Applied science (1): Quibim, the hidden data after an image

I remember that a few years ago the Nature Neuroscience Magazine revealed in its always interesting Focus section a very significant fact: In the last five years, the number of scientific articles describing new neuroimaging techniques had increased by fifty percent. That editorial of Nature was written in 2013 and since then the development of this field has done nothing but grow, offering almost immediately innumerable applications in research, early diagnosis or more effective treatments for the patient.

Engineers, software developers, doctors or mathematicians are part of numerous research teams that are reaching levels of innovation unthinkable just a few decades ago in the field of image analysis.

In this new series in the Scientific Culture Notebook of the UPV / EHU, I will contact Spanish scientists who are working on internationally recognized projects and whose work can serve as an example of how basic research turns into applied science at the service of society ... The first interviewee is Ángel Alberich, founder of the QUIBIM ( QUantitative Imaging Biomarkers In Medicine ) company, focused on the analysis of biomarkers using image processing techniques.

One of the main reasons to contact Ángel is his recent choice by the prestigious MIT among the Ten Innovators under 35 Spain 2015 in the Spanish version of his Technology Review.

With only 31 years, this young engineer of Telecommunications and Master in Biomedical Engineering, married and with a daughter, manages daily to combine family with his work as scientific-technical director of the Biomedical Research Group in Image of La Hospital Fe de Valencia, as well as the biotechnological image processing company that he founded just over three years ago.

Quibim is a good example of the process that takes us from basic research to the application of this acquired knowledge and its implementation as a service accessible to society.

In the first stage, all the effort falls on the investigation and as the own Angel indicates: "During all that time we were developing a series of algorithms of image processing that we were published by means of scientific articles in specialized magazines. For example, a new method of image analysis to obtain information on cellularity, or a new algorithm to see the resistance of the bone or to detect the fat present in the liver "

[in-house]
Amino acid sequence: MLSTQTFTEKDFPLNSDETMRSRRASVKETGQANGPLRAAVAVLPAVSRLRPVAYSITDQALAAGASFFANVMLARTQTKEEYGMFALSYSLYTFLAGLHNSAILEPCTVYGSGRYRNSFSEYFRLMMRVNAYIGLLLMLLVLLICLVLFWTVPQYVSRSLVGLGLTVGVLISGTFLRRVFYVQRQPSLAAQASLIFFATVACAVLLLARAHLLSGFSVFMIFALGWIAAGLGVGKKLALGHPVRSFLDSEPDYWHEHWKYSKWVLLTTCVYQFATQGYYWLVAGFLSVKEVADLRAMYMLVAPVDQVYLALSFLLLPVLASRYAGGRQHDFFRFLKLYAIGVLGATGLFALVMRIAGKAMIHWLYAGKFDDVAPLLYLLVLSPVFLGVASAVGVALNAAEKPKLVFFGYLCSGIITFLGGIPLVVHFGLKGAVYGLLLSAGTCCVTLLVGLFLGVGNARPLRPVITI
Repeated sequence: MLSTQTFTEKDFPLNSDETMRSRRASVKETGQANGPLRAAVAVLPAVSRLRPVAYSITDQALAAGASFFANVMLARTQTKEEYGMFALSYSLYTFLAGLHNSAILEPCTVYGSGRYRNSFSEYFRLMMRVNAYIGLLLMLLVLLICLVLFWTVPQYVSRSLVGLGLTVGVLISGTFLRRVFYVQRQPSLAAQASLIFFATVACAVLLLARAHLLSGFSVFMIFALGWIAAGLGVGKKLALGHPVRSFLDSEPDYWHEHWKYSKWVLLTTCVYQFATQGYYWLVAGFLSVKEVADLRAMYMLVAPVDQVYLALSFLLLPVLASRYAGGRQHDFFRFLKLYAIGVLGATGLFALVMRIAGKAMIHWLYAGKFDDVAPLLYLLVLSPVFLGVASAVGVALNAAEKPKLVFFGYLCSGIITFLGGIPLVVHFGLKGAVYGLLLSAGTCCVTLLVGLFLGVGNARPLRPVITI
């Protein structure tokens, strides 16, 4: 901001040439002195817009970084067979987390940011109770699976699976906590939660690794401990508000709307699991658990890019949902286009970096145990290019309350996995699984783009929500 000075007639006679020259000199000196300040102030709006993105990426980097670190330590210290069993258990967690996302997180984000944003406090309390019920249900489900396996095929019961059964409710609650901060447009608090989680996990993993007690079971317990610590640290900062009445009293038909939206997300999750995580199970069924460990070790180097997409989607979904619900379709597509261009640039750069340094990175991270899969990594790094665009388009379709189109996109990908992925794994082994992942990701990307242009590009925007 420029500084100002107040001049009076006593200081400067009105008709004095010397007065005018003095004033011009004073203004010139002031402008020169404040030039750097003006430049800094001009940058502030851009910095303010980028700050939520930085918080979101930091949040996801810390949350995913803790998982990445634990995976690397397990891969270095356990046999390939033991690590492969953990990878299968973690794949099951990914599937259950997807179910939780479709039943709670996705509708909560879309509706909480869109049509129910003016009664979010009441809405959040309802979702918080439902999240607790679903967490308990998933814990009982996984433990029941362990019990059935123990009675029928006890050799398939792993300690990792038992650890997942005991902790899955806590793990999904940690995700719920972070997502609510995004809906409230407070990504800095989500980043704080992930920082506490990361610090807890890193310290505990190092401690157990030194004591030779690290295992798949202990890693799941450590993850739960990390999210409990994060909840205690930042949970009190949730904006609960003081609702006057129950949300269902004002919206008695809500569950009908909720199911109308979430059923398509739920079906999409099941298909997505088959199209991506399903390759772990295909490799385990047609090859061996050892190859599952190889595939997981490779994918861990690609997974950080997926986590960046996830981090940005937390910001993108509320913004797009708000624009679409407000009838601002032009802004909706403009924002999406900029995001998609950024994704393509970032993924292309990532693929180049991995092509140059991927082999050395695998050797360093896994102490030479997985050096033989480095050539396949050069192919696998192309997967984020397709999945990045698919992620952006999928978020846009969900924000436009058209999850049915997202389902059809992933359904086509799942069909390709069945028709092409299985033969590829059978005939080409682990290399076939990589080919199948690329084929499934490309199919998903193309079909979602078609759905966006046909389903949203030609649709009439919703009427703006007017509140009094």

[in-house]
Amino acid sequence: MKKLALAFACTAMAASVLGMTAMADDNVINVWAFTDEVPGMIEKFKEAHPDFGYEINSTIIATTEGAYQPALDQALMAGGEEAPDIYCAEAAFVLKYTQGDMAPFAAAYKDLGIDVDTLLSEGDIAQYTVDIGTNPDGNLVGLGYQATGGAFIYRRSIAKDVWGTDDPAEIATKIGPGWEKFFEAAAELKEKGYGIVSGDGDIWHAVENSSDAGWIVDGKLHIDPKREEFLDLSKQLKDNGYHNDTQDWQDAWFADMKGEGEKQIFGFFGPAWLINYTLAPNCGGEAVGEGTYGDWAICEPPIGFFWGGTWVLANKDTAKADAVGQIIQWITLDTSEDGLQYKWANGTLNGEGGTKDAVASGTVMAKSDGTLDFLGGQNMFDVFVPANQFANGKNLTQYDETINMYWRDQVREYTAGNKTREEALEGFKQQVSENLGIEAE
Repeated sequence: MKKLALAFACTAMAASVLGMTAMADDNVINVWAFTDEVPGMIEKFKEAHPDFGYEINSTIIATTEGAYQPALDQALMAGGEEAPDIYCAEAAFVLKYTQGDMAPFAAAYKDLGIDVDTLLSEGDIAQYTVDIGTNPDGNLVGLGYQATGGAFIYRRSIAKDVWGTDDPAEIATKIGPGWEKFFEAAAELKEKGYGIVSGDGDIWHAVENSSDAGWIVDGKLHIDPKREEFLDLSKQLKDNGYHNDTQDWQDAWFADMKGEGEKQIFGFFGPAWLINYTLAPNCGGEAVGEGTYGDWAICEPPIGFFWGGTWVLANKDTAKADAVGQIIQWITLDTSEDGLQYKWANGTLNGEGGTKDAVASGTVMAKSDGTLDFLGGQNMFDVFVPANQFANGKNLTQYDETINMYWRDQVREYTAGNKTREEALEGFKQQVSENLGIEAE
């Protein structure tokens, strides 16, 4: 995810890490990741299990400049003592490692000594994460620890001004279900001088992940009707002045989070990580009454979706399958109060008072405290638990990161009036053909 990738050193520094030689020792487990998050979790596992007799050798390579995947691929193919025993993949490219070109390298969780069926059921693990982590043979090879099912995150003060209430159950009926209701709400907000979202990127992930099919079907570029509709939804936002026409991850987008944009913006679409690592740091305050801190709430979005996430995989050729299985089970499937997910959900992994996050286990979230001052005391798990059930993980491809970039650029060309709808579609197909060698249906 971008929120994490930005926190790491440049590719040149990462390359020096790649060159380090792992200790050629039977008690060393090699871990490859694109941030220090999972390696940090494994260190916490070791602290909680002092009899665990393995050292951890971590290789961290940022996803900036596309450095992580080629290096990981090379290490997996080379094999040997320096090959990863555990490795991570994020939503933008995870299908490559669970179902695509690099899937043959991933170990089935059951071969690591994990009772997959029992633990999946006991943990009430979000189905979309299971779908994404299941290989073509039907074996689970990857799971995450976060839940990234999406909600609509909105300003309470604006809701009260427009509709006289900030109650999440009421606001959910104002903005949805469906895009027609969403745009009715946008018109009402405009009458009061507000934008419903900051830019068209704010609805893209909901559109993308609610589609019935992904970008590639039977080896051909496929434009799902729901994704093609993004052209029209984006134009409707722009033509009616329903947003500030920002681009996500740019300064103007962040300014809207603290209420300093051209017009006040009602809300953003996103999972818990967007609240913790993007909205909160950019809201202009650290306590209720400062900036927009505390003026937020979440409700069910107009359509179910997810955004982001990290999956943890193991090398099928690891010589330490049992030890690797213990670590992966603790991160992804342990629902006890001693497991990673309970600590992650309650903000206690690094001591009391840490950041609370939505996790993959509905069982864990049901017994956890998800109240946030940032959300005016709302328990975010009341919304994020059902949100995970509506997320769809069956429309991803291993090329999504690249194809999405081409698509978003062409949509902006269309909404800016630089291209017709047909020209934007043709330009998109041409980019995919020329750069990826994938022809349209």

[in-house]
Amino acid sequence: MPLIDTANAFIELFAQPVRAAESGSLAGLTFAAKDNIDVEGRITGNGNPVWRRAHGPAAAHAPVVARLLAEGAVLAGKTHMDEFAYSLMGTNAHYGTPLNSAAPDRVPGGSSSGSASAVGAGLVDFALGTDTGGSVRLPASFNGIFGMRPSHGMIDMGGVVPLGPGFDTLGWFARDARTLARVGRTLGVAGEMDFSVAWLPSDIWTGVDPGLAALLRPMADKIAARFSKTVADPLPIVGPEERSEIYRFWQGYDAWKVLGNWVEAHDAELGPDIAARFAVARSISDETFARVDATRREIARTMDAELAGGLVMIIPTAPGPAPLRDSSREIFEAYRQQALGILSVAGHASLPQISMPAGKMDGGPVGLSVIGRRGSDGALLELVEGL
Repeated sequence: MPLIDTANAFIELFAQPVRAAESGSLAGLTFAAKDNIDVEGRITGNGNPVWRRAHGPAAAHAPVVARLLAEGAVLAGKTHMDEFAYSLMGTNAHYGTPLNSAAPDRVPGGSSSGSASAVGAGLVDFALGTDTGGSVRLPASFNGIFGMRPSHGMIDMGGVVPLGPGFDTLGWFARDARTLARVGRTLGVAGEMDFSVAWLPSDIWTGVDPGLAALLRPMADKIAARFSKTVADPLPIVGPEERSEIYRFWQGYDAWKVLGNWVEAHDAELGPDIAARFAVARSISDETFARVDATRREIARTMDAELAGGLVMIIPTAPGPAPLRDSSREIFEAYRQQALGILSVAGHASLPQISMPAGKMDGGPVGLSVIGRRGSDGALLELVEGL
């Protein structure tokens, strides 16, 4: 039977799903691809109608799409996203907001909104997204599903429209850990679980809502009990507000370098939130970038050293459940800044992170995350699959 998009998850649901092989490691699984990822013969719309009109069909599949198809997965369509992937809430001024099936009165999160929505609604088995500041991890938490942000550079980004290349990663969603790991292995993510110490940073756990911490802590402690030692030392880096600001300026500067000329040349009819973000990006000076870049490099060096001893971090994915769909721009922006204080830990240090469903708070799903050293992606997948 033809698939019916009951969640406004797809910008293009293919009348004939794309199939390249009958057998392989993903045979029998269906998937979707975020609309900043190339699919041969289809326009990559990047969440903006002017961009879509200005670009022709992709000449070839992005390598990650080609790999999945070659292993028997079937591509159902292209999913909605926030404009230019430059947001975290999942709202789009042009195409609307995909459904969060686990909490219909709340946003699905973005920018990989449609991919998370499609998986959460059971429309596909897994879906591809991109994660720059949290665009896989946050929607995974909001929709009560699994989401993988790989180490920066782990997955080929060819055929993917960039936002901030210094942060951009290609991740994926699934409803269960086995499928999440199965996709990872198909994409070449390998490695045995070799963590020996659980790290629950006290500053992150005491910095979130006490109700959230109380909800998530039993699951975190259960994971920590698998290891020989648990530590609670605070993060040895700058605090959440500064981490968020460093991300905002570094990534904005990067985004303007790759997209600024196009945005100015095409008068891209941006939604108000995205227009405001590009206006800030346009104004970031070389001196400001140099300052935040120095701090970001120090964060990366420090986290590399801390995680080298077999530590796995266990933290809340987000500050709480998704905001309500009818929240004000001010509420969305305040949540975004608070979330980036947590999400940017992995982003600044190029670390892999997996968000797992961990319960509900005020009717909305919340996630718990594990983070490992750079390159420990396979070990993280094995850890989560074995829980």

Over the years, the results of this research are grouped and organized into a set of tools and algorithms that can be offered as a service for any hospital, doctor or research project that needs to extract certain information from a biomedical image. Thus Quibim was born and " just as clinical analysis laboratories analyze blood, we are dedicated to analyzing images ".

To learn more about his work Angel gives me a very graphic example: Imagine that a doctor observes an MRI of a patient's liver and appreciates a hypointensity. Well, we analyze that image and measure the biomarker you need, as the exact percentage of fat in that liver.

The imaging techniques offered by Quibim are based on two types of modeling, structural and dynamic algorithms. On the one hand, structural modeling allows us to extract volumes, shapes, textures or intensities and quantify these biomarkers very precisely. On the other hand, dynamic models can modify some value or property in the image, such as the passage of time, and in this way, they are able to perform a mathematical model to follow a tumor or any other injury over time.

A few months ago, Quibim's work received the Best Oral Communication Award presented by a partner under the age of 35 at the Congress of the Bone Research and Mineral Metabolism Society (SEIOMM) for the presentation of image processing of the bone structure of bone. a trabecular bone, which you can see in the image above.

To explain it with simpler words: Architects and engineers know well what the risk of a fracture is, this is not only applicable to materials, metals or beams but is equally important in a bone. Currently, the patient only has densitometry (a measurement of density) and little else ... and that is not enough, we need a microstructural study to know exactly how these beams and pillars of the bone are.

The company was founded in 2012 and currently works with doctors, clinics and especially research teams that develop new drugs and that need to extract from these images precise data of the different biomarkers they are working on.